When the discussion turned to the Afghan War, one of the Fox News moderators mentioned that one of Romney's advisers had written frankly about the grim reality of negotiating with the Taliban. When asked if he believed his own advisor was wrong on the subject, the Republican front-runner responded with a definitive and dismissive "yes."
The right course for America is not to negotiate with the Taliban when the Taliban are killing our soldiers. The right course is to recognize they're the enemy of the United States. It's the vice president who said they're not the enemy of the United States...The right course for us is to strengthen the Afghan military force so they can reject the Taliban. Think what it says to the people in Afghanistan and the military in Afghanistan, when we're asking them to stand up and fight to protect the sovereignty of their people, if they see us, their ally, turning and negotiating with the...Taliban.
Romney also reassured the South Carolina audience of just how tough he would be as commander in chief, saying, "of course you take out our enemies, wherever they are. [The Taliban] declared war on us... We go anywhere they are, and we kill them."
The adviser in question is Mitchell Reiss, current president of Washington College. Reiss, a former envoy for the Northern Ireland peace process under George W. Bush, served as an adviser to Romney's 2008 presidential campaign. In late 2011, he was announced as one of the 2012 campaign's "special advisers," along with figures like Norm Coleman and Walid Phares.
(Following requests from Mother Jones, Reiss declined to comment on Romney's remarks.)
Really, what Reiss has written on possible negotiation with Taliban elements echoes mainstream thinking on the issue. In a piece for the Baltimore Sun published in December 2010, he acknowledged that, "as Gen. David Petraeus and others have said, we cannot kill or capture our way to victory when faced with a terrorist insurgency. At some point, we need to talk."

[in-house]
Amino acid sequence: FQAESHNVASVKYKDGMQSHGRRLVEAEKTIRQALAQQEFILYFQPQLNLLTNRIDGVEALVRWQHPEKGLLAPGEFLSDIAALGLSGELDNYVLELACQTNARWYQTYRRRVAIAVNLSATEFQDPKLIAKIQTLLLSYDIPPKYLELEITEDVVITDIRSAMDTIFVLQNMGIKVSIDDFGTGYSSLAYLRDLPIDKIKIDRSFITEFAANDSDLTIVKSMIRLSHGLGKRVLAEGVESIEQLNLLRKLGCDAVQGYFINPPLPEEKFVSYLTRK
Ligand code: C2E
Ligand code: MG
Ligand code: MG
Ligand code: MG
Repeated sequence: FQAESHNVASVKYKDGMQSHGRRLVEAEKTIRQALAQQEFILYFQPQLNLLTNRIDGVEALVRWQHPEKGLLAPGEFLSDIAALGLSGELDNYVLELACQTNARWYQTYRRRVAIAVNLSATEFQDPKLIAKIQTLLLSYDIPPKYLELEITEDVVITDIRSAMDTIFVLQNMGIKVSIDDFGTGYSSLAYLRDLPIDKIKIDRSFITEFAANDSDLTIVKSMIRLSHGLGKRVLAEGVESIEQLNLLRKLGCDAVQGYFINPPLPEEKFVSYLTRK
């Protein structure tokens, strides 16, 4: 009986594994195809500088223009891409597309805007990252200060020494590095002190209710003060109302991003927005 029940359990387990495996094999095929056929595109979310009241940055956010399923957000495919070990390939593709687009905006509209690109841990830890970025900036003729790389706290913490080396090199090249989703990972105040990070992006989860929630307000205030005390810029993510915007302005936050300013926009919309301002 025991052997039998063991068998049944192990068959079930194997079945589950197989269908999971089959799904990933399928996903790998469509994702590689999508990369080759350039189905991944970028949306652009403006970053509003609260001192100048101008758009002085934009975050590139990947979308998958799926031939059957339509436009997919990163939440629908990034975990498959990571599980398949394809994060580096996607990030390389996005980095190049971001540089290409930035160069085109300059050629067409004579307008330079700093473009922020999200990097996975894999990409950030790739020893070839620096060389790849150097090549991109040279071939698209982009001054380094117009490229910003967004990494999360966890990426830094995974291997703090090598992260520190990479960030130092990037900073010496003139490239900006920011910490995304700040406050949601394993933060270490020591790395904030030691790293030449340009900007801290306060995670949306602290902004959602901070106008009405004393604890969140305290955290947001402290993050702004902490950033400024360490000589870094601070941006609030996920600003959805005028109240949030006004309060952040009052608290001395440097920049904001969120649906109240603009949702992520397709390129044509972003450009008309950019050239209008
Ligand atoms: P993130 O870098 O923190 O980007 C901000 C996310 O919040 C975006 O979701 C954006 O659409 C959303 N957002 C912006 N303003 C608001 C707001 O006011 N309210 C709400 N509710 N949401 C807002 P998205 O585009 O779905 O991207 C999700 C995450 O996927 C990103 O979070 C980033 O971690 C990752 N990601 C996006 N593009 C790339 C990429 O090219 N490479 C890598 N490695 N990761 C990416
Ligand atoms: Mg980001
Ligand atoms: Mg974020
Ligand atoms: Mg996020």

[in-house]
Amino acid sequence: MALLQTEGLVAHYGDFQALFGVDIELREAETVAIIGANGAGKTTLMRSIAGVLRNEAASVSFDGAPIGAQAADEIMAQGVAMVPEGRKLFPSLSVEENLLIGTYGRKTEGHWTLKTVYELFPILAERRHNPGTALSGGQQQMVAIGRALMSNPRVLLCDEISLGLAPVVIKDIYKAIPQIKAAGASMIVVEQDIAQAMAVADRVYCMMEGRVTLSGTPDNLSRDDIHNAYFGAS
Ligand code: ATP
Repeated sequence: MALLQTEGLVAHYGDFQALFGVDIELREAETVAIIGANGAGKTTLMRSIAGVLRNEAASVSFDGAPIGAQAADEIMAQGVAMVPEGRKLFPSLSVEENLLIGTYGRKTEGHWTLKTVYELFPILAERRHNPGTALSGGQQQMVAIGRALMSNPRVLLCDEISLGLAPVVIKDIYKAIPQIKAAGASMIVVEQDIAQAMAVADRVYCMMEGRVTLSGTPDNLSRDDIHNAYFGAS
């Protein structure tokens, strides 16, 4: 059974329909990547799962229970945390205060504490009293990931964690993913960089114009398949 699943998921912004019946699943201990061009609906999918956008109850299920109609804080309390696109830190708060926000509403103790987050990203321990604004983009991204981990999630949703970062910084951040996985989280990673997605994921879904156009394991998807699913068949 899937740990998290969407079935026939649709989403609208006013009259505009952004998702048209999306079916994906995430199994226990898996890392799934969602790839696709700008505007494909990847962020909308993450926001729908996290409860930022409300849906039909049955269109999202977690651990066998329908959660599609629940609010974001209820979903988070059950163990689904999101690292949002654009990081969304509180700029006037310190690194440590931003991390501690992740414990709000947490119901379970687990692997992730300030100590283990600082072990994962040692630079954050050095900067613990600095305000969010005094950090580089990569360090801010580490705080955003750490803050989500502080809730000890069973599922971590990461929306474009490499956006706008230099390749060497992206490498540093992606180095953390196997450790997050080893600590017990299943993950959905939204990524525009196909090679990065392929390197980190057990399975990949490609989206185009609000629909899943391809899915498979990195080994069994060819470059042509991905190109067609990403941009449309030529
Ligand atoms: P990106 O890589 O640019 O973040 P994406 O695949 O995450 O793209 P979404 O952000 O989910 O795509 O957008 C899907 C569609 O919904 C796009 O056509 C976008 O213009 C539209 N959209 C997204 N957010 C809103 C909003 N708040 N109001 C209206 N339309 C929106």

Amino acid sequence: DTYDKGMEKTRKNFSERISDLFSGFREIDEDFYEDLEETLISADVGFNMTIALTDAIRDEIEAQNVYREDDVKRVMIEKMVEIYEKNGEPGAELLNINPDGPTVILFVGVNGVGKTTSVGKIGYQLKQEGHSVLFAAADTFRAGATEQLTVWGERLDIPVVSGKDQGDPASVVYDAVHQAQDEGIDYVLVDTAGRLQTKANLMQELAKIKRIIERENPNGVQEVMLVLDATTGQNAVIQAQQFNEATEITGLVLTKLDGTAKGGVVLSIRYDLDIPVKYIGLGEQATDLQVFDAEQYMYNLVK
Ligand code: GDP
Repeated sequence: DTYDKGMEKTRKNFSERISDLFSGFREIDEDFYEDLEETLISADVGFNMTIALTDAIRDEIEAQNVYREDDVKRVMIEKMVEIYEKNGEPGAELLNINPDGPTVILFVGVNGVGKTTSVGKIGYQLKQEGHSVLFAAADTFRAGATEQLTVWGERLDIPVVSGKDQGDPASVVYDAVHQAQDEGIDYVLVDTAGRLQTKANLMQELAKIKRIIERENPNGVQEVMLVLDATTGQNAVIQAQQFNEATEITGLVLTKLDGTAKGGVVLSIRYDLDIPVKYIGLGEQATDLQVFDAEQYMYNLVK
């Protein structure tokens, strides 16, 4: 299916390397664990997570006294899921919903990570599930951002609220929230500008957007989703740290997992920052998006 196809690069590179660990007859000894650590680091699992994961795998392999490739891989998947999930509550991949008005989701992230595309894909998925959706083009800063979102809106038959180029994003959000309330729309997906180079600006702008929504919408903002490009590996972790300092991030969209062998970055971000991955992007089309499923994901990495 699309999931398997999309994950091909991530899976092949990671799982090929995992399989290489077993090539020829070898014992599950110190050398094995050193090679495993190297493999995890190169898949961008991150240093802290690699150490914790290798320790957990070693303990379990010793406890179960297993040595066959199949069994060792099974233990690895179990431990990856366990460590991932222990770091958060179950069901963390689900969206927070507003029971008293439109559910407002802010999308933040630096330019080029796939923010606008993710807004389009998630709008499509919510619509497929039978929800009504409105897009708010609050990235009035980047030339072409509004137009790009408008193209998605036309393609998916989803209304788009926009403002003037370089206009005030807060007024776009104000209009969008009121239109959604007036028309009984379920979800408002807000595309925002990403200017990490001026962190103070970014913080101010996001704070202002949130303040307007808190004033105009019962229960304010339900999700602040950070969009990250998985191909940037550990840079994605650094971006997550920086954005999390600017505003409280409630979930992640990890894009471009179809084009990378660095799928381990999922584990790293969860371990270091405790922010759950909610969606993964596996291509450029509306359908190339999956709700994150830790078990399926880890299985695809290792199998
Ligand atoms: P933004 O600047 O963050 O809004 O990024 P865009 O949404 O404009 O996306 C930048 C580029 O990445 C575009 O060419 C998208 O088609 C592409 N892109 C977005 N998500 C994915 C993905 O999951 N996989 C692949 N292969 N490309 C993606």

And in his piece titled "Negotiating with evil," posted at Foreign Policy on January 11, Reiss leads with the following:
There are always risks in talking with any terrorist group, and the Taliban are no different in this respect. Most knowledgeable observers believe that the Afghan security forces, individually or with the assistance of the U.S. and ISAF, will not be able to defeat the Taliban on the battlefield, at least anytime soon. This means that some type of negotiated solution is the best near-term bet to halt the fighting.
Furthermore, the piece in question is not exactly uncritical of President Obama. Reiss makes it clear that he believes that "the Obama administration may have an unrealistic notion about the time-frame needed to have this inchoate process yield tangible results." His analysis continues:
The administration's challenge would have been made less problematic if it had pre-wired some type of gesture or concession from the Taliban, such as a temporary cease-fire in a province or region. Perhaps one is already in the works and will be forthcoming in the weeks ahead. But until then, the administration appears to be more eager for the talks than the Taliban—never a strong negotiating position.
Essentially, this is a toned-down version of what Romney said during that same South Carolina debate, in which the candidate remarked, "And now [Obama] wants to negotiate from a position of extraordinary weakness? You don't negotiate...with your enemy from a position of weakness as this president has done!"
Of course, it's not at all unexpected that Romney would decline to publicly recognize the legitimacy of such an exit strategy; it's merely another instance of the Republican contender ducking nuance and going for the cheap, primary-season applause line when it comes to foreign policy.
It's just not every day that you hear him slamming one of his own advisers in the process.